Here's to a hopeful spring. . .

Thursday, February 19, 2004


Baseball Hubby will wake up any minute now. And I'll betcha dollars to donuts that his first words will be "Pitchers and Catchers! Pitchers and Catchers!" Today it's official: whatever tenuous grasp I've had on him for the last four months is gone. I've lost him 'till October. . .

Wednesday, February 18, 2004

But does he do windows?

Braves fans will no doubt mourn the loss of Greg Maddux to the Cubs. Unquestionably, it's the right thing for the Braves. Maddux is a six-inning pitcher who just barely won fifteen games last year with super-huge run support from the best Braves offense since--well, ever. His questionable success in the upcoming year is just not worth the money for what is quickly becoming a mid-market team.

Most older players are over-valued in the market. Baseball Widow's general rule of thumb is that if you've heard of him, he's probably too expensive. And if he's already being called a hall-of-famer, he's really too expensive. So, where does that leave the Cubs and Maddux?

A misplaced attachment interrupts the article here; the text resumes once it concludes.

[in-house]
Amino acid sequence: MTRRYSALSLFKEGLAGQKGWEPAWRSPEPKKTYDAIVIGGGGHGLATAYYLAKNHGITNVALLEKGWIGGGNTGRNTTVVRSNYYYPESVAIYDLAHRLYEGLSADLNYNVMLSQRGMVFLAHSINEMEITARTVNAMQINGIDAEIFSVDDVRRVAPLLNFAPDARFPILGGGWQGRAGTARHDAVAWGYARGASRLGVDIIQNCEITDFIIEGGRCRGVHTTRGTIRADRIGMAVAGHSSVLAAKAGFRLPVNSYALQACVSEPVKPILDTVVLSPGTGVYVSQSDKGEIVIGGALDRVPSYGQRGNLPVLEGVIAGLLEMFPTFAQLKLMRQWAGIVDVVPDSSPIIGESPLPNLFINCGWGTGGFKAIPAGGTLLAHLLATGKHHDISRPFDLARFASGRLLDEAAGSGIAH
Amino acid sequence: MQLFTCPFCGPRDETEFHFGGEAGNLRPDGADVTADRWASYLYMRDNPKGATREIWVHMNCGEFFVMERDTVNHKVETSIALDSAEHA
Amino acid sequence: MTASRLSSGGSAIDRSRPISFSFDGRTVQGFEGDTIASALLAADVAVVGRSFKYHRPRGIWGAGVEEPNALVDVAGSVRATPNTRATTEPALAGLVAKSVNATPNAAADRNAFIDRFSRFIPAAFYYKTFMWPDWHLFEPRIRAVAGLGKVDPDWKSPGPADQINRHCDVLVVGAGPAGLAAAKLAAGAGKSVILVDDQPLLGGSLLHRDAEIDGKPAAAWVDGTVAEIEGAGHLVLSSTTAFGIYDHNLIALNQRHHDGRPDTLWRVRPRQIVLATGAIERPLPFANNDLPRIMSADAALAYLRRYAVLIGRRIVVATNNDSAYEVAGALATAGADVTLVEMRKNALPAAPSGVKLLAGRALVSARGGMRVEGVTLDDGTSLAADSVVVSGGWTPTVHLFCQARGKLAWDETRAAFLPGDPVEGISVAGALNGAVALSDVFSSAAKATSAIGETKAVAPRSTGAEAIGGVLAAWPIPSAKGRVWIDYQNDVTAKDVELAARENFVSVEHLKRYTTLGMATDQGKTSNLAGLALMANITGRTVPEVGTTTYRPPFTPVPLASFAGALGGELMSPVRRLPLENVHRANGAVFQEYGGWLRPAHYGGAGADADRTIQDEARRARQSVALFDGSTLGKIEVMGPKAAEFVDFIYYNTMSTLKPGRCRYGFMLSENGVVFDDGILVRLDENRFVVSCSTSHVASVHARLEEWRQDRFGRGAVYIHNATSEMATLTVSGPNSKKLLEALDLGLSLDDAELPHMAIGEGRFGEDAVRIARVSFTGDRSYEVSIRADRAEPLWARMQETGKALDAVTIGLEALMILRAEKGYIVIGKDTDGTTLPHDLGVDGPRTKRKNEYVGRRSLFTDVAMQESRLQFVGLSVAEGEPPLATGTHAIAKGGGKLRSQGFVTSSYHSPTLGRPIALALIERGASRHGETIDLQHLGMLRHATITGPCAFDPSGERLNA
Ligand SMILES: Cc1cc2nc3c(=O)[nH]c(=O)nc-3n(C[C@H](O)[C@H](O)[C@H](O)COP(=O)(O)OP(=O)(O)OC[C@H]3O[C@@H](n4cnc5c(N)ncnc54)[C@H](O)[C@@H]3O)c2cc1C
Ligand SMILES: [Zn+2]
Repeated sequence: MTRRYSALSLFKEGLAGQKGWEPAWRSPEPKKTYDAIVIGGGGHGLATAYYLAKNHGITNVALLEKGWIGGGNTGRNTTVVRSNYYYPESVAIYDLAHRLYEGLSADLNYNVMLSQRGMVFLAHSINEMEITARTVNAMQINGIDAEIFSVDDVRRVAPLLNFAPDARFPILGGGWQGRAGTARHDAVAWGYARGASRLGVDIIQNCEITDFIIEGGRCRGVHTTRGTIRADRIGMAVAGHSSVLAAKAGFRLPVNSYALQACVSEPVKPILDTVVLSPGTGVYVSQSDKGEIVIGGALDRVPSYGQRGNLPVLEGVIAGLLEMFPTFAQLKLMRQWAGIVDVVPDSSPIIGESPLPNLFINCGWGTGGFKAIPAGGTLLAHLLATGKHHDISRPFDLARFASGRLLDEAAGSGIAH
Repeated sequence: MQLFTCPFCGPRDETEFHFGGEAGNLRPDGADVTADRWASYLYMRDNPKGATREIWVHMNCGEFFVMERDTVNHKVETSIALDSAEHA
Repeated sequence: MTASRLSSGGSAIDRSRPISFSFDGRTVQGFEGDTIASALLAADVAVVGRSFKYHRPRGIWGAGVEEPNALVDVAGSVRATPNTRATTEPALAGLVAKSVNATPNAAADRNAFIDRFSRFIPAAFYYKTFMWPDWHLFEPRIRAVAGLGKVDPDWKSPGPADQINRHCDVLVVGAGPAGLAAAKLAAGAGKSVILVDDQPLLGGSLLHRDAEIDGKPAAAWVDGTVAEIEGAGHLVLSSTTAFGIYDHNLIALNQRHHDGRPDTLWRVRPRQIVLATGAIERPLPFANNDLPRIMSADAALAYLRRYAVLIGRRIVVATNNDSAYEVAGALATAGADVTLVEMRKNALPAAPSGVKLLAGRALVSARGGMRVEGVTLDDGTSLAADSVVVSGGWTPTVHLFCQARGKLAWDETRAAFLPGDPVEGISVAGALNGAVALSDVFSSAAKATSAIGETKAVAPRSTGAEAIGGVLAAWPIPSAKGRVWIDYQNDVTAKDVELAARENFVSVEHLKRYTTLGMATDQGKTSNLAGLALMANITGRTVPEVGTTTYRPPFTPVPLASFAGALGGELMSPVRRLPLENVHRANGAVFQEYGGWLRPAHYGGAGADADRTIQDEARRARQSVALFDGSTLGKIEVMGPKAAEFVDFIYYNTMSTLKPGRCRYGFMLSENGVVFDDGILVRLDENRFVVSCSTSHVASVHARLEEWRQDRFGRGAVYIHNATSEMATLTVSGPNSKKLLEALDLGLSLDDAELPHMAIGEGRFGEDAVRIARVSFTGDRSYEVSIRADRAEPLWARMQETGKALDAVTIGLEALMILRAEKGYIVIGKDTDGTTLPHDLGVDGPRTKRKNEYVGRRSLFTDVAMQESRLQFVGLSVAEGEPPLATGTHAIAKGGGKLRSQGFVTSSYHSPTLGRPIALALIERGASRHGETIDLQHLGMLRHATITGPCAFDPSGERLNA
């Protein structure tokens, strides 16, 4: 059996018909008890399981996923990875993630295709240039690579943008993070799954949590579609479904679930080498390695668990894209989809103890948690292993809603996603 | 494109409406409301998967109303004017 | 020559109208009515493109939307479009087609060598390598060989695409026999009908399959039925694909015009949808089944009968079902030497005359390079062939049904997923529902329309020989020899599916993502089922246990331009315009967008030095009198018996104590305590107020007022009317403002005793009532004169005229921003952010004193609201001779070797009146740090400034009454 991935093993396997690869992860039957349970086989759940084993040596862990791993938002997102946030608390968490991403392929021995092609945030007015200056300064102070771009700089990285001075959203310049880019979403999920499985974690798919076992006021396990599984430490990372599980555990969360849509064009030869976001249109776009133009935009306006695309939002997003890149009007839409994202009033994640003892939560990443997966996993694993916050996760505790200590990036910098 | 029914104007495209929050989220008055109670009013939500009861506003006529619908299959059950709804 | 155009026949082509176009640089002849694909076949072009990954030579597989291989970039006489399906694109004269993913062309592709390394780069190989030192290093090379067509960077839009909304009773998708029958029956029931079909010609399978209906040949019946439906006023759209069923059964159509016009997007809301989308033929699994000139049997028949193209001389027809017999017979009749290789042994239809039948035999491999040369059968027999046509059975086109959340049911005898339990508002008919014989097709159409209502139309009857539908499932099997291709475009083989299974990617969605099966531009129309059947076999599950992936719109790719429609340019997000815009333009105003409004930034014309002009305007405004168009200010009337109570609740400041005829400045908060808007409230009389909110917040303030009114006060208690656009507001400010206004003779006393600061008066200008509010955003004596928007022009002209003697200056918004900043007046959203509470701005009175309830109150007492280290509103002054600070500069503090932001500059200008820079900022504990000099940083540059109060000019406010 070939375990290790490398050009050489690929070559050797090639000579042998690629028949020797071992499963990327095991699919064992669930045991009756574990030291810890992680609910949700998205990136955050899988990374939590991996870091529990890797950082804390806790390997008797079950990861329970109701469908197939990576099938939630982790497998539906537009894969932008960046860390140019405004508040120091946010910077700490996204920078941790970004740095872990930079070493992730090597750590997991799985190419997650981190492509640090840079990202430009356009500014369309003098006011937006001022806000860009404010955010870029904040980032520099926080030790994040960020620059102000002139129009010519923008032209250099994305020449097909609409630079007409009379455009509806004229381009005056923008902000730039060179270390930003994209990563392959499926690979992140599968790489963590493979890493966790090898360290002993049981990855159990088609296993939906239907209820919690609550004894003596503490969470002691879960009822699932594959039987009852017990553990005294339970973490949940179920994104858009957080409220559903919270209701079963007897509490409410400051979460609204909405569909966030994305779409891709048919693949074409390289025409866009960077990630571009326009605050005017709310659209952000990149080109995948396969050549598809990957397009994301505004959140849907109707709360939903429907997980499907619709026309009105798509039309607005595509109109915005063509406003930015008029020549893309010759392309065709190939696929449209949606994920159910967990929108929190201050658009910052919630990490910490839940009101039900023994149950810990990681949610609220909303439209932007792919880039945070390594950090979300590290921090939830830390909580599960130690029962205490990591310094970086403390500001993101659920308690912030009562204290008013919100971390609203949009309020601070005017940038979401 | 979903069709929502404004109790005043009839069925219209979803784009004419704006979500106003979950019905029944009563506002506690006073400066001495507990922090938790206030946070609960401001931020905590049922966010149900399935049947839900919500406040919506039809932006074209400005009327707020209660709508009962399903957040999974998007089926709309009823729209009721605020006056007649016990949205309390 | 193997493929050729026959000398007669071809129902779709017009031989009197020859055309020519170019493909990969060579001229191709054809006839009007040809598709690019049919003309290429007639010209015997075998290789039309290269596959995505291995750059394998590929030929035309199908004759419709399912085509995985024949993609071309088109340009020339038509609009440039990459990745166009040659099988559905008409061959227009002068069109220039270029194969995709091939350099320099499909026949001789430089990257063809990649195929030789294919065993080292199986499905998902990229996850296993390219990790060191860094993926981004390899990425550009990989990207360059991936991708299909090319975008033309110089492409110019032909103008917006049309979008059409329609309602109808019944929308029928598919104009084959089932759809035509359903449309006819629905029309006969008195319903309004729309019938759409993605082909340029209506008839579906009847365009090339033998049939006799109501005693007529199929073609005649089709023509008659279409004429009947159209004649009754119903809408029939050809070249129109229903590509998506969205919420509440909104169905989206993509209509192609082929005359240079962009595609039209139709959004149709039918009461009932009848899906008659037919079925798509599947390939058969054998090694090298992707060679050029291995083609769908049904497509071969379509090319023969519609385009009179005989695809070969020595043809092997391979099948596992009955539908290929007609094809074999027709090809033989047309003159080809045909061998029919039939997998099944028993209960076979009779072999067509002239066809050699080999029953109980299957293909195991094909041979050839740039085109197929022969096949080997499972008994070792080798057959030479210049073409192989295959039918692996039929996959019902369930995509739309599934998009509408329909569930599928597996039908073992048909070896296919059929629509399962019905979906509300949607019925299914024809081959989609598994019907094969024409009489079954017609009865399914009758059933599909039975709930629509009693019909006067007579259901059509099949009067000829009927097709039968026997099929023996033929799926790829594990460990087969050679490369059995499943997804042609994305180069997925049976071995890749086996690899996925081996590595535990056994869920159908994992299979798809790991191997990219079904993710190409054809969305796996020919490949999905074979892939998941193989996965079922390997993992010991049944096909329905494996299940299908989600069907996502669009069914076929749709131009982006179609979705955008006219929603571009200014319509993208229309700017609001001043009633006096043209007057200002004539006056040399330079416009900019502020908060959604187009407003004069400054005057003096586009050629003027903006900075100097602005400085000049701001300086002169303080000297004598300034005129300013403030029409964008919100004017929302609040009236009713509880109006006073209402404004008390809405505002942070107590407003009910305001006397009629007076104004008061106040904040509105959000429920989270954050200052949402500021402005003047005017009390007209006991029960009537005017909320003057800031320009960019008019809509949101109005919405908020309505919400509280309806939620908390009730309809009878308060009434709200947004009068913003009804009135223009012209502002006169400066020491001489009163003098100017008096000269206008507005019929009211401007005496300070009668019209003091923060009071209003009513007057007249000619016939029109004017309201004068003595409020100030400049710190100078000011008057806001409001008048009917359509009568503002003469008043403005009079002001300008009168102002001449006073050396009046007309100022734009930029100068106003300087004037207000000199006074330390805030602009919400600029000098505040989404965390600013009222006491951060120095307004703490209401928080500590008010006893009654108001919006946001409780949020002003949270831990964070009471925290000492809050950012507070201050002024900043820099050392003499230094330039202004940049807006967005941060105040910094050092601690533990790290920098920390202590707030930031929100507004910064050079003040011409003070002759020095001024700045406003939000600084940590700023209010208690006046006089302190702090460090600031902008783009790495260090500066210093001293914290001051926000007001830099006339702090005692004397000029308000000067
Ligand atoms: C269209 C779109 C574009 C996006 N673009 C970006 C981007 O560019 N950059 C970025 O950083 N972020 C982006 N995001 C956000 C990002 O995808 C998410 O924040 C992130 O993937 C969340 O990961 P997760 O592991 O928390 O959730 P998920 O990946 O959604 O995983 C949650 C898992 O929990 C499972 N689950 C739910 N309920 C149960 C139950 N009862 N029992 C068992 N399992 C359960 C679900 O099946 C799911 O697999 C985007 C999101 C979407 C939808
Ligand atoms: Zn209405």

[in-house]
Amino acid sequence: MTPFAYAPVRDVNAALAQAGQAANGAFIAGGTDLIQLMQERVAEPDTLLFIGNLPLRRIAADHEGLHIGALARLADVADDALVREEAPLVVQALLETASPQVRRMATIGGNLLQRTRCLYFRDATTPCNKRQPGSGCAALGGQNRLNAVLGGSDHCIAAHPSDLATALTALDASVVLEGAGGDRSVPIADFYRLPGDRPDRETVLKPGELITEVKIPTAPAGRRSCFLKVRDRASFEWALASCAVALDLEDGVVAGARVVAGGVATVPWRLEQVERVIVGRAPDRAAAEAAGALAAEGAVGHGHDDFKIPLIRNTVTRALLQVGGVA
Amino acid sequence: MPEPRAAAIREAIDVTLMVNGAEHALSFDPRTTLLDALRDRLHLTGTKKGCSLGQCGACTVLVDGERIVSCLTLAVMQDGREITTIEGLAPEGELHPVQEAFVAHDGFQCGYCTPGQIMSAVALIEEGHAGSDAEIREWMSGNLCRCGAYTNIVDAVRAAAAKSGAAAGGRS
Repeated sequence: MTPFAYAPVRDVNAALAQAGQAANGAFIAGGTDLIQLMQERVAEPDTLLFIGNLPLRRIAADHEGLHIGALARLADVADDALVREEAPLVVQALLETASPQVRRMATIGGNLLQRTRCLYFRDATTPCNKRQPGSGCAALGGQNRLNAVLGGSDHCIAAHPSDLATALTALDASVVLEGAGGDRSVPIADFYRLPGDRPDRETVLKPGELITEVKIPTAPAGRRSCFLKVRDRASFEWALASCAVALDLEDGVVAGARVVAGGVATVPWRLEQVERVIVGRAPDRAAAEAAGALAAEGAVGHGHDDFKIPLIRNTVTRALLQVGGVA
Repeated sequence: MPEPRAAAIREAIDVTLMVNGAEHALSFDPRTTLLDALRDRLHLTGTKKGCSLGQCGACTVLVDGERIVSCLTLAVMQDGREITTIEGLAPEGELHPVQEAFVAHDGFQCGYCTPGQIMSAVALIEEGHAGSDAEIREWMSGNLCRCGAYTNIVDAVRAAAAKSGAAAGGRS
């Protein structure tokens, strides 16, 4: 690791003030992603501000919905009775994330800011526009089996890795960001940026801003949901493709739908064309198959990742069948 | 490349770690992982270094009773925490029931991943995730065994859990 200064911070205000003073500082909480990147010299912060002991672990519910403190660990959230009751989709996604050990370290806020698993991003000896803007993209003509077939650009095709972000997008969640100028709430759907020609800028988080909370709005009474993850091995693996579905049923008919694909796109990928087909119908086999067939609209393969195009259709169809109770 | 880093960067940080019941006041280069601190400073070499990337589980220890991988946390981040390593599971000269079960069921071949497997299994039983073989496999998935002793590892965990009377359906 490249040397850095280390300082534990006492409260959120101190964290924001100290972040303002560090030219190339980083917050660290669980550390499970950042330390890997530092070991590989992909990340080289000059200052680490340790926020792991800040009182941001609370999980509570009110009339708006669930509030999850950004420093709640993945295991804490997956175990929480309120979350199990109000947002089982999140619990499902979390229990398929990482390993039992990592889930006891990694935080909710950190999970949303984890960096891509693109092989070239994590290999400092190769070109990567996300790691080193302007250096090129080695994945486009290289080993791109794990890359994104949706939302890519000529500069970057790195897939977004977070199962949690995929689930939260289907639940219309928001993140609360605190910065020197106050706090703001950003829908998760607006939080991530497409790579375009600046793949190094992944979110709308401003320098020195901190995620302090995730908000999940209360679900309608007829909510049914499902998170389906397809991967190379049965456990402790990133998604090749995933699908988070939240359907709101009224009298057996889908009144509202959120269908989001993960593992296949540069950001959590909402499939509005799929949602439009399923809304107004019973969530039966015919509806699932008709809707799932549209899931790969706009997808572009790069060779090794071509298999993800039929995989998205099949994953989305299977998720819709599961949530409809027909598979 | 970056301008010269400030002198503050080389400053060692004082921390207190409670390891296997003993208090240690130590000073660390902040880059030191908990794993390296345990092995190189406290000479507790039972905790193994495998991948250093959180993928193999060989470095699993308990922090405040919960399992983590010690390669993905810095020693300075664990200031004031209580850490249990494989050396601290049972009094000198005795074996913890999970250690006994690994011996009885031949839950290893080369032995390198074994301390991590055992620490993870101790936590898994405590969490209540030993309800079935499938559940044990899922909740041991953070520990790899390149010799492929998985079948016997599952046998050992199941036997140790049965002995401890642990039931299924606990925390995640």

In a rare exception to Baseball Widow's rule, the Cubs might actually manage to get their money's worth. When you pay for Greg Maddux, you're not just paying for a pitcher. You're paying for his presence. The man has had eleven incredible years at Atlanta, under the tutelage of the amazing Leo Mazzone. He's been the consistent ace in the company of Tommy Glavine, Kevin Millwood, John Smoltz, Steve Avery, and Denny Neagle. He's got experience, he's got a work ethic. Let's face it, he's got luck, too. When the Cubs pay for Greg Maddux, they're paying for him to show a young rotation the way to greatness. He's a helluva an expensive pitching coach, but when's the last time Leo Mazzone threw six innings?